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Sunday, August 12, 2012


     Dictators usually get their way.   Sixty years ago, when Venezuela's General Marcos Perez-Jimenez asked my wife's uncle, Tomas Sanabria, to design the "ultimate hotel",  the talented young architect complied.  
   Uncle Tomas came up with this fantastic design.   The problem was, it had to be placed at the very top of "The Avila", the mile-high mountain that looms above Venezuela's capitol city, Caracas.   At the time it took a day for a man and his donkey to climb to the peak.  Building a grand hotel would be no easy task.
    It took months just to build the "funicular railway",  boxes suspended by cables that would haul workers (and later hotel guests) up the mountain.   Two years later, in 1956, Hotel Humboldt opened with great fanfare (That's the General cutting a ribbon up top, next to Uncle Tomas).

For 66 years it has perched over the capitol city like a rocket ready for launch.  During his forty-year reign the General would refer to his hotel -named after a German explorer- as "the magnificent symbol of our great country".
     Perez-Jimenez is long gone and the hotel?  One could say it is "going".   Time, changing regimes, and the expenses of maintaining its aging buildings have taken their toll.  Long closed,  the Sanabria family was allowed to tour it while we were visiting six weeks ago.   Eighteen of us boarded the funicular and headed up.

    It was clear that the Humboldt's bare bones are still intact. Amongst rusting steel, peeling paint, and crumbling concrete, they still amaze.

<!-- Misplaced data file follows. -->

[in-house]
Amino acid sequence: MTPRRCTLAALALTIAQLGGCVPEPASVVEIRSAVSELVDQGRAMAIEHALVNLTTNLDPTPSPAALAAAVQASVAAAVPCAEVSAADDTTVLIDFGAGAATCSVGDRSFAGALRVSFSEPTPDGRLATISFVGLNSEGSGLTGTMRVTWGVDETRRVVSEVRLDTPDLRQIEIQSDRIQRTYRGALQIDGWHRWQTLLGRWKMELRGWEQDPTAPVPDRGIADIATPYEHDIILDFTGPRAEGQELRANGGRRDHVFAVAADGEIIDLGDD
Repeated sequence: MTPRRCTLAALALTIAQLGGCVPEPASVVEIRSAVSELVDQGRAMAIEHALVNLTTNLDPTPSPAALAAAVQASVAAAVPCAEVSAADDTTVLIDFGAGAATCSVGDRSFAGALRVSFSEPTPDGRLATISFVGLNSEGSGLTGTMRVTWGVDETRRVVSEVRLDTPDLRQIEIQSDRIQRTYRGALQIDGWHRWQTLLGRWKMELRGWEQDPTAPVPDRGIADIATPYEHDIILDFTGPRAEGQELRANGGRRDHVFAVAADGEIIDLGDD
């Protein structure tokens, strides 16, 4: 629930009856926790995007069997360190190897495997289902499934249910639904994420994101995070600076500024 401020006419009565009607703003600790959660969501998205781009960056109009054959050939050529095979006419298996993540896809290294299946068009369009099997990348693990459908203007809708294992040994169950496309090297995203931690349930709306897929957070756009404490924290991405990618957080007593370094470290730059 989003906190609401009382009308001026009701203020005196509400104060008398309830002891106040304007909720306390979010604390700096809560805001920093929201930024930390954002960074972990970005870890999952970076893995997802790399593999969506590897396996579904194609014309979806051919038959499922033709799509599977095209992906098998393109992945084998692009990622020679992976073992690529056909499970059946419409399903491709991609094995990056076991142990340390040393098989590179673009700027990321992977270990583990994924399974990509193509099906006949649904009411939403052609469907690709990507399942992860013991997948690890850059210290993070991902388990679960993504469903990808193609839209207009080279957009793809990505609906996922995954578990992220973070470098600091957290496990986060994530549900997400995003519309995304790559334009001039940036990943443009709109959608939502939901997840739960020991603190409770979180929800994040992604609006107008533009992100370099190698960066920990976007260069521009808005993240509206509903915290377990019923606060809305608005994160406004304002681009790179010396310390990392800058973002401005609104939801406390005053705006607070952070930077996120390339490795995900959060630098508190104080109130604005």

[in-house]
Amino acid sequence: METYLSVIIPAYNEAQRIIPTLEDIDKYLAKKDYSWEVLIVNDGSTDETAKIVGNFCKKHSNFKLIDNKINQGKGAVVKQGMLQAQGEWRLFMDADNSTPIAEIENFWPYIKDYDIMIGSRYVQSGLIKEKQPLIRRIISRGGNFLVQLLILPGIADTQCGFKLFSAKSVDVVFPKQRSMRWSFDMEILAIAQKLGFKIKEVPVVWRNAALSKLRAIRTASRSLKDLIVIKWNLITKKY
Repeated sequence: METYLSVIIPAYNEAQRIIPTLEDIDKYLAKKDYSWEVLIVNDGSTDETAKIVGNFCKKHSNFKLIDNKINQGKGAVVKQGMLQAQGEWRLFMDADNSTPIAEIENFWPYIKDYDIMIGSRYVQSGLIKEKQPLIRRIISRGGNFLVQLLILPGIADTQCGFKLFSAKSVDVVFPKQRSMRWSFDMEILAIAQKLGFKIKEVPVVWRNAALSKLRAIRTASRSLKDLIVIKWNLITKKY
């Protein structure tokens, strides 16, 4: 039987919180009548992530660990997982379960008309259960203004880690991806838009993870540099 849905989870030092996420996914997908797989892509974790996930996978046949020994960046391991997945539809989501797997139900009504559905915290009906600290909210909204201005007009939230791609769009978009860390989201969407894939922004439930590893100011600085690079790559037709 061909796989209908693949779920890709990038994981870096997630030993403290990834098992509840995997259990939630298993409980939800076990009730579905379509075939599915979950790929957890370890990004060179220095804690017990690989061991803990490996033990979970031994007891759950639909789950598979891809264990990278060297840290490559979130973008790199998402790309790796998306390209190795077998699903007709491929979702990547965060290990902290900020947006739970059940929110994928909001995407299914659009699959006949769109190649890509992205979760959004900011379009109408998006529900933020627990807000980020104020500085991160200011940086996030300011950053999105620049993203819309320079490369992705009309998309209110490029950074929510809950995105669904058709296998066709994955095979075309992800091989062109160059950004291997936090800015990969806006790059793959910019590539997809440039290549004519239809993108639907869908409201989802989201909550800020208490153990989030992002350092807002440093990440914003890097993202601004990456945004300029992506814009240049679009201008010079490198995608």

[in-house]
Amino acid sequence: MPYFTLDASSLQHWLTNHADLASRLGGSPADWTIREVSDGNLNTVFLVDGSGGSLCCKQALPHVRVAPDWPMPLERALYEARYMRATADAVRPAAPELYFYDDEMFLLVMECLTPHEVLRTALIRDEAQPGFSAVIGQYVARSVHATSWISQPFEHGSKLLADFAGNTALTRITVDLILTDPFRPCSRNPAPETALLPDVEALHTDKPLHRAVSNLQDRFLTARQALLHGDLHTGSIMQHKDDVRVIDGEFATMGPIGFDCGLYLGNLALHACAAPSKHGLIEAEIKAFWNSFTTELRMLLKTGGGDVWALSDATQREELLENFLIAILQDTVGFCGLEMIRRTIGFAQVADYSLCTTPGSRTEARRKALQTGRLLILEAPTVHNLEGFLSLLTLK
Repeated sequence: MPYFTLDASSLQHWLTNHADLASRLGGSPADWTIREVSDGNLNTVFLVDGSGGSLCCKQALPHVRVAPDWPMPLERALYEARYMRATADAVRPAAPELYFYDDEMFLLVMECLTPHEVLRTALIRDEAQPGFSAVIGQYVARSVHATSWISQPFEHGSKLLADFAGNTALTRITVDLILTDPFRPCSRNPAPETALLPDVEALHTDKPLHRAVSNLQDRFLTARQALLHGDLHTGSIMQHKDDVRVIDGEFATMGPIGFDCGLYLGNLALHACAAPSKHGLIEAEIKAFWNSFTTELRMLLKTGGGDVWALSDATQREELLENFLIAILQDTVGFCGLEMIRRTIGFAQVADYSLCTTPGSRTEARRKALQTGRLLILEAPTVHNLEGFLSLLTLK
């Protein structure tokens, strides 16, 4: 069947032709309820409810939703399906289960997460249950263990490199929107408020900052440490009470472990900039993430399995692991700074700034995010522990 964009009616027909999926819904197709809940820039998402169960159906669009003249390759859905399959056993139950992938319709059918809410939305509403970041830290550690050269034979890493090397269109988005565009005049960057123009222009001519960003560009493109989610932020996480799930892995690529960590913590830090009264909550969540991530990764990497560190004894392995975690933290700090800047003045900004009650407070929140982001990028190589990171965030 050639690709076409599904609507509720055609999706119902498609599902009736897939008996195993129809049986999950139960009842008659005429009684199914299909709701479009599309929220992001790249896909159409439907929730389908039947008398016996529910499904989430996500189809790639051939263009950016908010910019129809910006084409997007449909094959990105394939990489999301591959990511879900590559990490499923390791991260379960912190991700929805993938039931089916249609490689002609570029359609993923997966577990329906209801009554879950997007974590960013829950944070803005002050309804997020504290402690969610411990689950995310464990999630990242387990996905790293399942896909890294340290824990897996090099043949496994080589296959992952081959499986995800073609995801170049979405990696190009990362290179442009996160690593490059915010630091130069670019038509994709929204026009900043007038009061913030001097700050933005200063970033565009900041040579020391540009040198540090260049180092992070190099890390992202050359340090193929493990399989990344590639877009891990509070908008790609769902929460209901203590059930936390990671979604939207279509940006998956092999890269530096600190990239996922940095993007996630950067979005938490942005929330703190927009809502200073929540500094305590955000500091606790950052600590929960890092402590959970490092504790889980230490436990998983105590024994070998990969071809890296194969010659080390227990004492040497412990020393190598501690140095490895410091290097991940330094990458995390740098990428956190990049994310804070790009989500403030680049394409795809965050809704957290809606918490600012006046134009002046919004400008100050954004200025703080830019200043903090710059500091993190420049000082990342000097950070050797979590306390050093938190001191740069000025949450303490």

It made us even more proud of our dear uncle, who recently passed away, for this and his many other accomplishments.

As we walked we would come upon gems like the overgrown gardens designed by Roberto Burle-Marx or the sculptural mural (below) in the lobby. 

The furnishings are gone but one abandoned work room still had its  sock dryer. 


  The Humboldt continues to stand alone in the cool mountain air.  From the terrace you look down through clouds at valley that cradles Caracas.  Turning to north, the Caribbean Sea glistens 7000 feet below.   It's a fantastic location but perhaps not the best one for a hotel.   
 Looking north

   Lights above the swimming pool 

 Our Venezuelan family and others are doing their best to have Hotel Humboldt restored.   Like our own Coconut Grove Playhouse, it won't be easy.  It may be impossible.  Someone told us, "People are afraid to stay at hotels in Caracas because of the crime. The Humboldt could be successful again because of its great design -and- criminals would have a hard time climbing the mountain".

 Let's hope he's right.

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